The ‘Theater’ is from a Greek word that means “the seeing place” and is a gathering place where at fixed times a presentation is offered. Over history that began with speeches and plays that brought forth our natural abilities and interest as storytellers. The addition of developing artforms added music, dance and other forms of spectacle, including opera, musical theater and variety shows to the theater experience. In the past 100 years, a new artform, the motion picture, was added to the repertoire of the ancient venue concept.
When we talk about the theater today, we are generally referring to live theater, a presentation in which the performers are on stage in-person and, in each show, deliver their performances to an audience. There is a certain excitement and energy that a live theater performance has that a movie doesn’t necessarily and, while there are no fixed set of reasons for this, the unpredictability (each performer having to do it exactly right), and the closeness of the audience to the actual performers are just some of the factors affecting this atmosphere.
Since there are live performers on stage, there is a stricter set of rules that audiences should abide by, as a matter of courtesy and safety. Here is what you can expect in a performance by Indianapolis City Ballet:
Tickets – Theater events such as the ballet are announced weeks or months in advance and, unlike movies, usually have a set term of performances (for example a date for a first performance and one for the last performance). Tickets too are available weeks or months before but, if there are any left, they can still be purchased right up to show time (also called “curtain time”). Seats are usually reserved with patrons buying a specific seat or seats for a performance.
Will Call – The words “Will Call” is a theater term for a window or booth at a theater where people who have already ordered tickets can pick them up.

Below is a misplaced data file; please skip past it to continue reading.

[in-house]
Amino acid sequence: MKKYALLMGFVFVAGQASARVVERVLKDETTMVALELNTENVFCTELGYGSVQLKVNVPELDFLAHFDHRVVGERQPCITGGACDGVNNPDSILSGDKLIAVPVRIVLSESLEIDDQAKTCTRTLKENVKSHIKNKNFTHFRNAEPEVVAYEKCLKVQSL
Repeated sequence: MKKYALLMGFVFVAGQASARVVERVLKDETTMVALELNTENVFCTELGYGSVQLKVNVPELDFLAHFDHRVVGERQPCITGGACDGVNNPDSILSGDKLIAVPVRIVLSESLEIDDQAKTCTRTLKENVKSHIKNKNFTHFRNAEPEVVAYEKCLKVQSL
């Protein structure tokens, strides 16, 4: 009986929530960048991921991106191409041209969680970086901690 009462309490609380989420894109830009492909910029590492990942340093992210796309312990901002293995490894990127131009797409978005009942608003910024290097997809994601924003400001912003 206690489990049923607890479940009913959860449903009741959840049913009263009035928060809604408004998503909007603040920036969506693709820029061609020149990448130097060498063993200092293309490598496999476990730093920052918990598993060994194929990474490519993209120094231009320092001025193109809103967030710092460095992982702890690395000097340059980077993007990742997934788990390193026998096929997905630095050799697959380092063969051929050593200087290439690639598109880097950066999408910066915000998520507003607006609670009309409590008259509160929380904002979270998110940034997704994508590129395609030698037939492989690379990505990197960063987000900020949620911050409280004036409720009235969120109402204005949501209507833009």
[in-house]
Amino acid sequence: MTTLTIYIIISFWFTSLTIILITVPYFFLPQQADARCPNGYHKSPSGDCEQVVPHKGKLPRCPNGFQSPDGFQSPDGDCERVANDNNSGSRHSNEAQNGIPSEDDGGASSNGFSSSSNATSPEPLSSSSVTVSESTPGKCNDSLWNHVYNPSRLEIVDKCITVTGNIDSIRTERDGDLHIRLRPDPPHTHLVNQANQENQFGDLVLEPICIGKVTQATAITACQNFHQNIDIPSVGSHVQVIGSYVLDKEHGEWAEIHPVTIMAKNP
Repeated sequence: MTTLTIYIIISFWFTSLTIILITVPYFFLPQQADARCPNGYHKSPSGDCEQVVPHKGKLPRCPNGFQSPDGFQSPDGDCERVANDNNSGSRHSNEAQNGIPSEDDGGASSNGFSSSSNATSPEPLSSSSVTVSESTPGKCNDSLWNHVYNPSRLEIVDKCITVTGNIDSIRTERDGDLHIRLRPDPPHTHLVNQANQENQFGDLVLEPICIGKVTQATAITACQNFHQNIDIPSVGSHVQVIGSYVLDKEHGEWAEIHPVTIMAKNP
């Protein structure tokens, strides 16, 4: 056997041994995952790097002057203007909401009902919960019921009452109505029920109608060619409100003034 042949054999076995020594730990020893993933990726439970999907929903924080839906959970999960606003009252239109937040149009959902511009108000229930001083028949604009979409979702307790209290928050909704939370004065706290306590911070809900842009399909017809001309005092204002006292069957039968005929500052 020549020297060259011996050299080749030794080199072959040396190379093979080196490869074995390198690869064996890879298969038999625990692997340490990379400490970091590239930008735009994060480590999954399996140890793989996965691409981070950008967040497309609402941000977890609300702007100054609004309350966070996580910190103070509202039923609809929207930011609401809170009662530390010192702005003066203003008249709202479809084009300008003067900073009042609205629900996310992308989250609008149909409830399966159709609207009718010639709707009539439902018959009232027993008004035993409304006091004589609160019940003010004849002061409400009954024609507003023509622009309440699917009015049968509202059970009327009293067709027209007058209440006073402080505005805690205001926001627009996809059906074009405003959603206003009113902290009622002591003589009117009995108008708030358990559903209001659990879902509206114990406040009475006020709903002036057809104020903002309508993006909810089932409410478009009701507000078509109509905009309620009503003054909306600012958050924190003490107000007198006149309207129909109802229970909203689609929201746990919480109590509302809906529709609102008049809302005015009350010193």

Seating – With reserved or assigned seating, it is always best to arrive early. Ushers are posted at theater entrances to assist theater goers to quickly find their seats.
Printed Programs – Ushers also typically hand out programs, sometimes called “Playbills”. These programs let theater goers learn more about the program before, during and after the performance – they are yours to take home. Included may be a synopsis or summary of the performance or story, names and short biographies of the performers and other information.
Attire – While there is no dress code for theater attendance, it is customary for most people to dress festively since it adds to the atmosphere and respects the artists.
Intermission – An intermission or break during a performance is a normal happening but may not occur in all performances. The printed program usually indicates if, when and how long an intermission will be. It is an opportunity to stretch your legs, go to the bathroom or read the program. Backstage, it can serve as a break for the performers or as a harried time of changing sets and costumes. Theater’s try to corral audience members as the intermission is ending by turning lights rapidly on and off, ringing bells or gongs, making announcement so it is always a good idea to be aware.
Arriving late – Different theaters and different performers have different policies about seating late-comers. Out of respect for the audience members and the performers, ushers often hold patrons in the lobby or standing at the back of the theater, sometimes seating them during pauses in the program. It is always best to arrange to arrive early.
Food and drink – Food and drink are not typically permitted in a live-performance theater – the noise and commotion can be distracting to both your fellow audience members and to the artists on stage.
Talking – A good rule is when the curtain is down and lights are up (on), polite conversation is acceptable but once the lights dim, it is a signal for courtesy. Whispering during breaks in the program when the curtain is down is OK too but not loud enough for someone two seats away to hear.
Clapping – Clapping, along with laughing, when it is a natural reaction to what you are seeing on stage, is expected and welcomed by the performers who thrive on audience reaction. The energy of a crowded theater with an audience engaged in the performance is a wonderful experience and more audience reaction often draws more daring and energetic performances.